Should you phone someone by mistake who has actively tried to stop marketing calls, your business is breaking the law and could be fined up to £500,000. So watch out!

Marketing experts say that many businesses fail because the quality of their data or its structure is poor. You need clean data to understand your customers and this is an on-going process.

You do the maths. If 20 per cent of the addresses in your database were wrong and you spent £10,000 on a marketing initiative, you’ve wasted £2,000 before the project started.

Database marketing will continue to evolve, but the basic elements remain the same: you need to update your customer data on a regular basis and a business needs to gain quick answers to marketing queries. Technology is changing the landscape all the time of how marketing is delivered and how data is acquired, so ensure you keep up.

Nov 26 2012

Why are slogans so important in marketing?

Slogans are a vital part of marketing and have been used to help promote business and engage with customers for many years.

They are not just an advertising ploy, since they attempt to get into the customer’s mind and stay there. That is why companies are always tinkering with this aspect of their branding.
And it IS branding as your company name is always sandwiched between the slogan and a tag line.

Just think on these slogans for a moment or two and see if you can remember the companies that used them in the UK: Always cutting prices; Never knowingly undersold; I’m lovin’ it; Connecting people; You shop we drop; Saving you money every day; The world’s favourite airline (answers below).

Here are some guidelines on creating your own slogan:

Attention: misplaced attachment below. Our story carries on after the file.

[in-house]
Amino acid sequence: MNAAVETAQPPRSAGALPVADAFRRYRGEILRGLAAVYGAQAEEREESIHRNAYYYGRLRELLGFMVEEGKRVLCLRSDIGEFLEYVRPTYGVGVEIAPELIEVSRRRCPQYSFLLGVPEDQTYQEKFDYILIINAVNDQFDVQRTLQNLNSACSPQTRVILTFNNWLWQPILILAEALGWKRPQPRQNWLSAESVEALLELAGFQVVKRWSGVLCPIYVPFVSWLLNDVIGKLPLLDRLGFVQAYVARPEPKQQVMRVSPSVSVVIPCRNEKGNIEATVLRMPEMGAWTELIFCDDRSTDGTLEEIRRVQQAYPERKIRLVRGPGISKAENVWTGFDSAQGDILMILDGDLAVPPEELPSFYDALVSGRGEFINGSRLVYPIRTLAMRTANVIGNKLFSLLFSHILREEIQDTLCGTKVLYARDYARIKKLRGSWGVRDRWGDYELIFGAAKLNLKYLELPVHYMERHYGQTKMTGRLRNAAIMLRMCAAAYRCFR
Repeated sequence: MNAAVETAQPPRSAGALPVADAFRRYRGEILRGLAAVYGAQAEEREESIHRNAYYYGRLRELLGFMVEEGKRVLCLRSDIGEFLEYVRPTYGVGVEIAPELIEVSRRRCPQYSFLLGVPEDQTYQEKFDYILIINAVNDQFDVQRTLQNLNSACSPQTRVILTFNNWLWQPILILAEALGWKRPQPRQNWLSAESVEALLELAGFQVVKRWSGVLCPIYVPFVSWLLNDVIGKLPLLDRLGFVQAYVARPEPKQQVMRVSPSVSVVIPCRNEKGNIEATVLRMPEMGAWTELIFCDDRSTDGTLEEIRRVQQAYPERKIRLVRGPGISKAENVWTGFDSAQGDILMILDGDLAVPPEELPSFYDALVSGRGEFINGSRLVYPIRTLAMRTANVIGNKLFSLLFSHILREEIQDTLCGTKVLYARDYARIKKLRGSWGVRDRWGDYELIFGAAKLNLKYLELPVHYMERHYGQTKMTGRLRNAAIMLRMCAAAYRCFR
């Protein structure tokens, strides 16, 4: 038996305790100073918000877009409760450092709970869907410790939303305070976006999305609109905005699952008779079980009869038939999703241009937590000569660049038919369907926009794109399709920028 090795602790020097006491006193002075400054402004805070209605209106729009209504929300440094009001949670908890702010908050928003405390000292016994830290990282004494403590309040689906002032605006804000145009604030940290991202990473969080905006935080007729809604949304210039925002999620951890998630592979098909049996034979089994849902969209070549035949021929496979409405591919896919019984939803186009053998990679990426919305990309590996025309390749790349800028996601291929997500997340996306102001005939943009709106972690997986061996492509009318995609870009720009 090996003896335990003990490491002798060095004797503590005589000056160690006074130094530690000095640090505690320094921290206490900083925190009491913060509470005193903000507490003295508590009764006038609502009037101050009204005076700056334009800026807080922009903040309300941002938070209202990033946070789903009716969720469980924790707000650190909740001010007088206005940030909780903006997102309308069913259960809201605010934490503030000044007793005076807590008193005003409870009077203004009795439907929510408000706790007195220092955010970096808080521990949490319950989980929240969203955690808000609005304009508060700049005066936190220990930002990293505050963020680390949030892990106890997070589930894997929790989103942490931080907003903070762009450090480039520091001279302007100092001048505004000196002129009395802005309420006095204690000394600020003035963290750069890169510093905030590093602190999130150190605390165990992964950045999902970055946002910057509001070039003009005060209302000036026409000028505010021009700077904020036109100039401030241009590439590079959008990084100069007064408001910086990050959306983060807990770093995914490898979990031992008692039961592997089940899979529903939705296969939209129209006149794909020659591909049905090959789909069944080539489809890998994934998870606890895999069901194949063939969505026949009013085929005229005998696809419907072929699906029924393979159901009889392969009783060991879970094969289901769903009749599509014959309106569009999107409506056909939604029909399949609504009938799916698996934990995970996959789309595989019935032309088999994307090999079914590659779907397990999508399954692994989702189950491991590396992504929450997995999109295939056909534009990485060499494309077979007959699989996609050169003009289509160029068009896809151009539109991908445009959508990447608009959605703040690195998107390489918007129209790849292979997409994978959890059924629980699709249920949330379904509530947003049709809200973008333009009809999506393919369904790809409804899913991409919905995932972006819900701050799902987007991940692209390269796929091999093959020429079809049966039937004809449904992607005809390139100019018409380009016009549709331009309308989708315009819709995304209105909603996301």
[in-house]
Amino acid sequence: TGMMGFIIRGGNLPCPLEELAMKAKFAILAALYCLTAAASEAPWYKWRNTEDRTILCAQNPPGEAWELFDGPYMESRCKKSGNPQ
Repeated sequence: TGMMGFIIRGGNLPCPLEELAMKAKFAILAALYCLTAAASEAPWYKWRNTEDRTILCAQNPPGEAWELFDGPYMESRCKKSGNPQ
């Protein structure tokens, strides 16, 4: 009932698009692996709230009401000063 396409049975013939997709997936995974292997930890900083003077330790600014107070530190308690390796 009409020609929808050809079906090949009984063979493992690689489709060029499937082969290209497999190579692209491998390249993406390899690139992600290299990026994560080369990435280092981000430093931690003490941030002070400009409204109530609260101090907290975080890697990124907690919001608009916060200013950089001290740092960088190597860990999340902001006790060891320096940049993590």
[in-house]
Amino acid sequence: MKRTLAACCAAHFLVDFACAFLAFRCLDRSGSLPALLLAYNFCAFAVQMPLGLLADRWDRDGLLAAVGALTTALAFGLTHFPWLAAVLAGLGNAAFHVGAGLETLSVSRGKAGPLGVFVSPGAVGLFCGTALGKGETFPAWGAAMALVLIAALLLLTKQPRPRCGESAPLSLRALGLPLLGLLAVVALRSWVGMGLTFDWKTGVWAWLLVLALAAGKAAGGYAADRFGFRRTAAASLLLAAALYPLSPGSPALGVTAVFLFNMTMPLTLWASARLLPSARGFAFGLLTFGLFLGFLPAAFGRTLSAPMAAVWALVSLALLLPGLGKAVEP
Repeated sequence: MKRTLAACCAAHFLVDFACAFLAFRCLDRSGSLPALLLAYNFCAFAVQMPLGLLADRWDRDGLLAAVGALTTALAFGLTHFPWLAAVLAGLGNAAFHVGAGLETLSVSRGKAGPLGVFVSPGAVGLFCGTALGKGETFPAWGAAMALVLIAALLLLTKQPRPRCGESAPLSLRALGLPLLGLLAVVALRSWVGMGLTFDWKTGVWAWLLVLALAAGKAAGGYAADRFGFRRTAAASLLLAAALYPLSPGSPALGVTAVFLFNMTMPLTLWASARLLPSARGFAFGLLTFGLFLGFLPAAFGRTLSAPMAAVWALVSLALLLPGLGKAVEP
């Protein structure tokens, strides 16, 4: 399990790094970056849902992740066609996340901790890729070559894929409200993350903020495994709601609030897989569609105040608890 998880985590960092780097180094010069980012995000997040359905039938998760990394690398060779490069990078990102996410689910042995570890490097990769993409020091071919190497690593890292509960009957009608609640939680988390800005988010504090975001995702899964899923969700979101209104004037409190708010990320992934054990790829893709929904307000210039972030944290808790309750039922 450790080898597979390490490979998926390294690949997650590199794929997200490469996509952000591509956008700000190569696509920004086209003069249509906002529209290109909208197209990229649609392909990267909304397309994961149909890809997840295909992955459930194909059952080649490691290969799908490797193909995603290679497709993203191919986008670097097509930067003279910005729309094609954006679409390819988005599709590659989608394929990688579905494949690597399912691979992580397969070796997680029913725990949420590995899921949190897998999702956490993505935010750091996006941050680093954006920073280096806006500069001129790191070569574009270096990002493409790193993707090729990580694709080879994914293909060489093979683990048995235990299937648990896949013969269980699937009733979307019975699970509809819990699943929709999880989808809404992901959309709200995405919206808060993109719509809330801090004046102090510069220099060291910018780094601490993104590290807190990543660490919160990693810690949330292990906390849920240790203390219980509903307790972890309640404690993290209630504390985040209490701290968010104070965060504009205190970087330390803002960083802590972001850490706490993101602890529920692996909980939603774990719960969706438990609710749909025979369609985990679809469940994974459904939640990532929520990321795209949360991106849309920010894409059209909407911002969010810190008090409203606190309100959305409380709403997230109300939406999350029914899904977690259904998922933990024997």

1.    Make sure it is catchy and only three to five words long
2.    Make it memorable
3.    Ensure it reflects what you want the public to think your brand is about, for instance one of BMW’s slogans is The ultimate driving machine. It also has slogans for some of its models such as the new BMW1 series, three-door sports hatch: Made for the road
4.    Your slogan should have some emotional attachment. Think of McDonald’s slogan I’m lovin’ in (we’ve given the game away here a bit on this one, but you see the point?)
5.    Another very productive route to go down is a reliable slogan. We’ve mentioned Ronseal before in other blog posts, but it amply demonstrates this point: Does what it says on the tin.

Before you think about a slogan you need to ensure you have the right brand name – that’s when you need to work on your slogan as it will act as your brand’s partner.

It is believed that a phrase with meaning strikes more of a chord with the customer than just the brand name alone because a good slogan not only gives the customer a commitment but tells them what the brand stands for.

Your slogan can exert great power over the paying customer because it can give meaning to the name so it needs to apply to their everyday lives and should connect emotionally with them.

Watch out if your brand is being sold abroad or you could end up putting off a whole country from buying your product because your slogan or brand means something entirely different and rather rude in their language.